Tony is in town. This means that I get to spend a couple of days with a man who has and shares my history. There’s a whole lot of not explaining who people are and even more laughing and not caring what the world thinks.
We’re heading to West Hollywood in a few hours to have a drink in honor of Steven. Tony’s not been back in something close to twenty years and so much of it has changed yet much of it never will. The men who brought us together have all died and none of them grew old. So there’s this notion that we’re about to waltz with two dozen ghosts who are dressed for white parties in Palm Springs while sporting deep tans and lots of hairspray. Like we have to revisit the place where it all began so that we can package it neatly in a box with a bow and hold hands and say, “There, now that’s done.”
But it’s never really done because you can’t undo your teens and your 20’s and you can’t pretend like it’s a normal life when you think about all the men you knew who died. It’s impossible to walk forward without fear when you’re holding hands with the last men standing after a plague. We’re going to do the impossible today.
It doesn’t matter that fears aren’t rational and it doesn’t matter that there are medicines. It doesn’t matter when your friends tell you they take Truvada. There are too many beautiful ghosts and some who died slowly and are firmly etched in my brain as skeletons with a bit of skin that was covered in festering wounds. Slow deaths are something I wouldn’t wish on anyone.
So as I move ahead, as my husband and I walk into midlife hand in hand I find myself reevaluating things. With every upset and curve ball we’re thrown – and boy we’ve been thrown a few lately – I ask myself who it is that I would go to. Who inspires me and who gives me strength? Who do I want to emulate and who just drags it all down?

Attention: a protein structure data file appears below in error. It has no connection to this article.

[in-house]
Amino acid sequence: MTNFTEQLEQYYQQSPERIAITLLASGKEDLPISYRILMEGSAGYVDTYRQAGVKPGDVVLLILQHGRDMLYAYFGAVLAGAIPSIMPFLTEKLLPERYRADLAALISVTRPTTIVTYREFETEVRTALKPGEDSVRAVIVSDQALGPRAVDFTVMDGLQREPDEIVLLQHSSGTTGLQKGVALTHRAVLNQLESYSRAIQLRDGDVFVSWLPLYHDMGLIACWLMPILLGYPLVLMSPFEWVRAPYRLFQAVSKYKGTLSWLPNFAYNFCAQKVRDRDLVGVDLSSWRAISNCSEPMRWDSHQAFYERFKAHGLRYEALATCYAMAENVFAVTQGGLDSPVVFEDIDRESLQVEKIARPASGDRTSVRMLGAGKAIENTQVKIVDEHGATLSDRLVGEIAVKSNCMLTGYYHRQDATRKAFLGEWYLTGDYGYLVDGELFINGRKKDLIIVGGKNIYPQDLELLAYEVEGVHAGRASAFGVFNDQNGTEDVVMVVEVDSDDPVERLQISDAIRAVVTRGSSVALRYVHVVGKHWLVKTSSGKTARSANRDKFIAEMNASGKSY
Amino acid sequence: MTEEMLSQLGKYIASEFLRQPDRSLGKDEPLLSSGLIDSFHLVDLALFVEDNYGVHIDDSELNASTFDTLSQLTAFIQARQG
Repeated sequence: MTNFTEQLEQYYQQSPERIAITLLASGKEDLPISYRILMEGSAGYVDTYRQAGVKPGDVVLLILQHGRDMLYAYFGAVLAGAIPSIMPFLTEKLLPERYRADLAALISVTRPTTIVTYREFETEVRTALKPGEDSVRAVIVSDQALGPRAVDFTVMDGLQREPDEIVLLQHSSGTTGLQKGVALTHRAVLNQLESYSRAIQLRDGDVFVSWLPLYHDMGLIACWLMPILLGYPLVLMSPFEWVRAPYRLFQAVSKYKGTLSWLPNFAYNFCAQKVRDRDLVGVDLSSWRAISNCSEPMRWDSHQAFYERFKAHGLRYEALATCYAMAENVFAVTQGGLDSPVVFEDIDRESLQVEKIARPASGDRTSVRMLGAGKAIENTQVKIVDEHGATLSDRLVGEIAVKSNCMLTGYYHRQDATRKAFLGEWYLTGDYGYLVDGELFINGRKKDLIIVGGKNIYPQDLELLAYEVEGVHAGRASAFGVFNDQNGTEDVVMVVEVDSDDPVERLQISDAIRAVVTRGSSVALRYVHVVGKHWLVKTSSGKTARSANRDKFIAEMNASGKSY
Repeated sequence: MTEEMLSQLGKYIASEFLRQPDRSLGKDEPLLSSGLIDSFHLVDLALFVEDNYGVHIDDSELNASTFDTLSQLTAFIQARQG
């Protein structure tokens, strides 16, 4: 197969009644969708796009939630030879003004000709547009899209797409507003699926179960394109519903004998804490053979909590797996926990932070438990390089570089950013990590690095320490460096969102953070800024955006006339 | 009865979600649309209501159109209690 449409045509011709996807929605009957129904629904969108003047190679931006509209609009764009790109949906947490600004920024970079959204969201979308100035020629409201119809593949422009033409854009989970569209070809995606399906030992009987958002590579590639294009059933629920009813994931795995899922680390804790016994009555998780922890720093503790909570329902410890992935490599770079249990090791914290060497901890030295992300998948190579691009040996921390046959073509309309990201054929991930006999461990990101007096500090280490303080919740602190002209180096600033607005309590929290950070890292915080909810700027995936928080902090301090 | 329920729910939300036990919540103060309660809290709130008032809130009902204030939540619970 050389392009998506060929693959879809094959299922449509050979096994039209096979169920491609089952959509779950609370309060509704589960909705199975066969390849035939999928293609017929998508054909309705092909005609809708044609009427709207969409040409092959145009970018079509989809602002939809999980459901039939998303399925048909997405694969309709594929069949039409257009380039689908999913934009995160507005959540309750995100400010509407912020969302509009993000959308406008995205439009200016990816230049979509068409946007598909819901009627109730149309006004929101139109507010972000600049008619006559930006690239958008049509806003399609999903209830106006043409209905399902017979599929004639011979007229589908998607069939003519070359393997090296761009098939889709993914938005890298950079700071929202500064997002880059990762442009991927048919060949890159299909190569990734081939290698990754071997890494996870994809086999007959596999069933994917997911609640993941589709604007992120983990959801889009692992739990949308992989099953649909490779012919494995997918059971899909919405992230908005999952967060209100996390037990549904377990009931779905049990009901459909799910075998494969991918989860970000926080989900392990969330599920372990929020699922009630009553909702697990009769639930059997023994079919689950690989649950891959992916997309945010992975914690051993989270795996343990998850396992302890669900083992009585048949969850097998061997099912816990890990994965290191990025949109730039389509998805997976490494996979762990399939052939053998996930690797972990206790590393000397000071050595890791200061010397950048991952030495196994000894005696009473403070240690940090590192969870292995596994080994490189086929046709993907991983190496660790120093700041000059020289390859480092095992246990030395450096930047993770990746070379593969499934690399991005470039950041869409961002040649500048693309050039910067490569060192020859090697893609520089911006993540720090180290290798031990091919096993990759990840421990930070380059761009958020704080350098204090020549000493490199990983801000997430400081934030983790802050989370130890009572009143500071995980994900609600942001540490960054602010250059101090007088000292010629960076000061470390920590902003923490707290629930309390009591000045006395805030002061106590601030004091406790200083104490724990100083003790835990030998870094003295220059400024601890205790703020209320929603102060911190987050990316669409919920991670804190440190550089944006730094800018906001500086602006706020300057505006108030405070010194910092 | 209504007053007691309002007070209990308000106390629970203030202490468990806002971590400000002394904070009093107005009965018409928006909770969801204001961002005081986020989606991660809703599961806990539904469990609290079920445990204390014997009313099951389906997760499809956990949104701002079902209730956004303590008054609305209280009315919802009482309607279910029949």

A few times a day I ask myself if this were my last day on earth is this how I’d want to be spending the time? Quite often I smile and return a tennis ball on the court. Sometimes I’m sitting next to my kids trying to decipher homework or just watching Friends on the DVR. Preparing dinner for my family can be a process infused with love or feel like a chore. I have the opportunity every day to infuse the love and I’m mostly getting it right but not every day. Right now I’ve got a poodle on my lap and cup of warm peppermint tea. So I ask myself, in the least morbid way possible, if I am doing what I should be doing. Am I taking this gift that I’ve been given, this perfect family and pampered existence (trust me, if you aren’t getting water from a well and carrying it on your head it’s a pampered existence), and am I making the best use of it?
Today the answer is yes. Today I’ll do some reflecting with a man I’ve loved since we were immortal and then we’ll move forward because that’s what we do.